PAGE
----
Oracle report explores how employees have gone from fear to optimism with AI
Artificial intelligence (AI) has already changed the relationship between employees and technology – and according to a new study, workers are more likely to trust robots than their managers.
The findings appear in Oracle’s second annual AI at Work study, which polled more than 8,000 employees, managers and HR leaders across 10 countries. 64% of those polled said they would trust a robot more than their manager, with half of respondents saying they have already turned to a robot instead of their superior.
It is worth noting at this juncture how a ‘robot’ is defined. The primary exploration is through chatbots. Almost two in three (65%) respondents, when asked whether they would want such software as co-workers, used expressions such as ‘excited’, ‘optimistic’, and ‘grateful.’ A gap appears between certain nations, however: while the vast majority of respondents in India (89%) and China (88%) say they would trust a robot, compared with the US (57%), France (56%) and the UK (54%).
Respondents reported a variety of use cases for AI in the workplace. The primary option, perhaps concerningly, was collecting data on employees and customers – cited by 31% of those polled. Developing software for training (28%) and managing customer support replies (24%) were also highly cited.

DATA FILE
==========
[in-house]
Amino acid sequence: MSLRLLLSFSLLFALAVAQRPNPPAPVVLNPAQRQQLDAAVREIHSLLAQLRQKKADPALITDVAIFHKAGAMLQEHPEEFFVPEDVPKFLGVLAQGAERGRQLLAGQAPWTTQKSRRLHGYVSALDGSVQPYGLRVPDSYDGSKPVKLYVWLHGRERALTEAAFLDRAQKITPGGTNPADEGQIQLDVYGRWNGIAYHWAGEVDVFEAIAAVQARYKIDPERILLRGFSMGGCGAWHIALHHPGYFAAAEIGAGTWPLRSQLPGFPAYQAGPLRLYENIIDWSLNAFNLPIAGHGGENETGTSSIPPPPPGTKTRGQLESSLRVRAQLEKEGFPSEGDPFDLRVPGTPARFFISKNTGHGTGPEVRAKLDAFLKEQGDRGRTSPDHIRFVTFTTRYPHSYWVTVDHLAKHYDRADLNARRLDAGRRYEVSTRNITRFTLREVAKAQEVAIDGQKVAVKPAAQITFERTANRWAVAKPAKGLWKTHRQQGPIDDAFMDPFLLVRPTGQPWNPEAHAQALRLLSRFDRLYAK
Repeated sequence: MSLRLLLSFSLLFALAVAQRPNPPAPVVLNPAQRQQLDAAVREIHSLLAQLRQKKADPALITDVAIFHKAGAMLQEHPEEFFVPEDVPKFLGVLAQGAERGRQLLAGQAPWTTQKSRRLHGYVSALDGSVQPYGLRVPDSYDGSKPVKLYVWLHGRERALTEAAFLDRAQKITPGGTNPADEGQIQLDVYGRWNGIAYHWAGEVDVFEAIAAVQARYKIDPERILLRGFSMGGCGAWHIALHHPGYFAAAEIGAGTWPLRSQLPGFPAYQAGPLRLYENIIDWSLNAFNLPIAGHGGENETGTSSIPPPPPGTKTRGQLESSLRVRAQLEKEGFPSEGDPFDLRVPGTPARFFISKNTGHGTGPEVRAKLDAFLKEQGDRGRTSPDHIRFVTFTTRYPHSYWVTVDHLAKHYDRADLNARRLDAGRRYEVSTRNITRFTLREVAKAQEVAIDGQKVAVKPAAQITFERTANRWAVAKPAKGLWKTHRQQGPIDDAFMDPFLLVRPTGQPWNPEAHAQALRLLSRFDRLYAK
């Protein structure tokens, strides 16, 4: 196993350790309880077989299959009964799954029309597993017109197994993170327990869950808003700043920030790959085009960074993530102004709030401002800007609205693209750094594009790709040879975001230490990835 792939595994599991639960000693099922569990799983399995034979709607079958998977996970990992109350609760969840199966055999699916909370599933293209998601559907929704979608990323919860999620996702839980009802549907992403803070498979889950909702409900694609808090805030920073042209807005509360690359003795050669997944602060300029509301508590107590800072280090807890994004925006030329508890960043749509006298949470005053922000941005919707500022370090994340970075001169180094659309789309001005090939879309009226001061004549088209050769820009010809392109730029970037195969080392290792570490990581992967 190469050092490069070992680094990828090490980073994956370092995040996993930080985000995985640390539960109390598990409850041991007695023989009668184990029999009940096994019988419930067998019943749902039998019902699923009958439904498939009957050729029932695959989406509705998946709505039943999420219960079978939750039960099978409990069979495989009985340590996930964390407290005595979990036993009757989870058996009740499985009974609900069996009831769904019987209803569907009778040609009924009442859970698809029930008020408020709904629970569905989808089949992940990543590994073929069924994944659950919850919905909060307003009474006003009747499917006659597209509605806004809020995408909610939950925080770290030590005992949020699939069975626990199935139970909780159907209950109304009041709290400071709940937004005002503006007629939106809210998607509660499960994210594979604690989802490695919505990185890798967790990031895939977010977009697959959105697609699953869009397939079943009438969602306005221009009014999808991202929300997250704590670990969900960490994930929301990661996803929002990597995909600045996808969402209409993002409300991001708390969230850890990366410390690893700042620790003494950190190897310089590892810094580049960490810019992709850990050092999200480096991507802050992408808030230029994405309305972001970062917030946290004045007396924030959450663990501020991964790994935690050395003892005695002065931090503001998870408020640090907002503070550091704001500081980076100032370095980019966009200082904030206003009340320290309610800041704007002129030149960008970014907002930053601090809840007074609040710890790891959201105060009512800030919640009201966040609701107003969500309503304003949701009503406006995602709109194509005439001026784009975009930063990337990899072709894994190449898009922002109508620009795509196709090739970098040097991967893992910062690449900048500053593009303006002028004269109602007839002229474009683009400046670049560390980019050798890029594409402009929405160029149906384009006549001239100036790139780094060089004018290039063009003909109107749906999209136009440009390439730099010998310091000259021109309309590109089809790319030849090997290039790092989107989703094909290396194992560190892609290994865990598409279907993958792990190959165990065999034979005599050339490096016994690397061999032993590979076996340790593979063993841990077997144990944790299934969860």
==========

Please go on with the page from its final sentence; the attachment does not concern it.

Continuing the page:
The report also explored perceptions of technological change. More than three quarters (76%) of workers, and more than four in five HR leaders (81%) say it is challenging to keep up with the pace of tech-based change in the workplace. When it comes to utilising AI at work user interface is key to employees, cited by 34% of those polled. Best practice training, cited by 30%, and personalised experiences (30%) were also cited.
“Over the past two years, we’ve found that workers have become more optimistic as they’ve adopted AI in the workplace and HR is leading the way,” said Dan Schawbel, research director at Future Workplace. “The 2019 study shows that AI is redefining not only the relationship between worker and manager, but also the role of a manager in an AI-driven workplace.
“Based on the findings, managers will remain relevant in the future if they focus on being human and using their soft skills, while leaving the technical skills and routine tasks to robots,” added Schawbel.
You can read the full report here (pdf, email required).
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